The main purpose of alternative tunings on guitar is to allow for unusual chord voicings, especially to have a particular “mood sound” from the open strings alone. This applies also somewhat to other instruments, in particular scordatura on cello or violin, but doesn't really make much sense for bass because open strings are so low-pitched that using them for any chords gives little more but musically useless sub-rumble. Bass is usually played mostly monophonically, and for that switching between tunings accomplishes little but messes with muscle/scale memory. The only alternative tuning that's really common is drop-D, and basically its only purpose is to extend the bottom range on a 4-string bass. Same with drop-E♭: you'd use it if a piece benefits from having a low E♭ but you want to change as little as possible about the instrument or effects.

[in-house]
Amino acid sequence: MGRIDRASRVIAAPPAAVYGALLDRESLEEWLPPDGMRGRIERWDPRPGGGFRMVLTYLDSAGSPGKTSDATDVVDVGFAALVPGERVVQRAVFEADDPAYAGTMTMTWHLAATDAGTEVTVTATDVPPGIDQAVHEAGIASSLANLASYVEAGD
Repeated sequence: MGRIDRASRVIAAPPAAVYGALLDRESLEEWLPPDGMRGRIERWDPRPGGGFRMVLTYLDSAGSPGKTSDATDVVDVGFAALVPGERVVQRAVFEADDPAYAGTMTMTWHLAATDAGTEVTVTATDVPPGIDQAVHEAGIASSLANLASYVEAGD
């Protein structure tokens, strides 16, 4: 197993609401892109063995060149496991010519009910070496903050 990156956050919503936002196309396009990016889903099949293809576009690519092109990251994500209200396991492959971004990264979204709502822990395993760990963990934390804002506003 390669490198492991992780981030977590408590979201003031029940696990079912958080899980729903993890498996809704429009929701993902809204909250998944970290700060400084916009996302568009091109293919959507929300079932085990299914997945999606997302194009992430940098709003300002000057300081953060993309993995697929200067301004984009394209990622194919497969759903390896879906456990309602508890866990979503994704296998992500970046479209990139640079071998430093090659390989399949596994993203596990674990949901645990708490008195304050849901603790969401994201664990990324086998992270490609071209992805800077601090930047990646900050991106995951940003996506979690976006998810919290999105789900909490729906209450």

That said, for virtuoso bassists alternative tunings do become interesting: some use chords on unfretted strings a lot, but not so much on open strings as flageolett harmonics. There's a lot of interesting options here, in fact far too many to fit them in an SO post. There's a lot you could just try and experiment, which is probably how most guitarists go about this as well. For example, the one piece I wrote for scordatura guitar is heavily based around the mysterious-misty sound of the sus4♭69 chord, in this case D-G-♭B-E. It's used mostly in harmonics, which is what you'd probably also do on bass.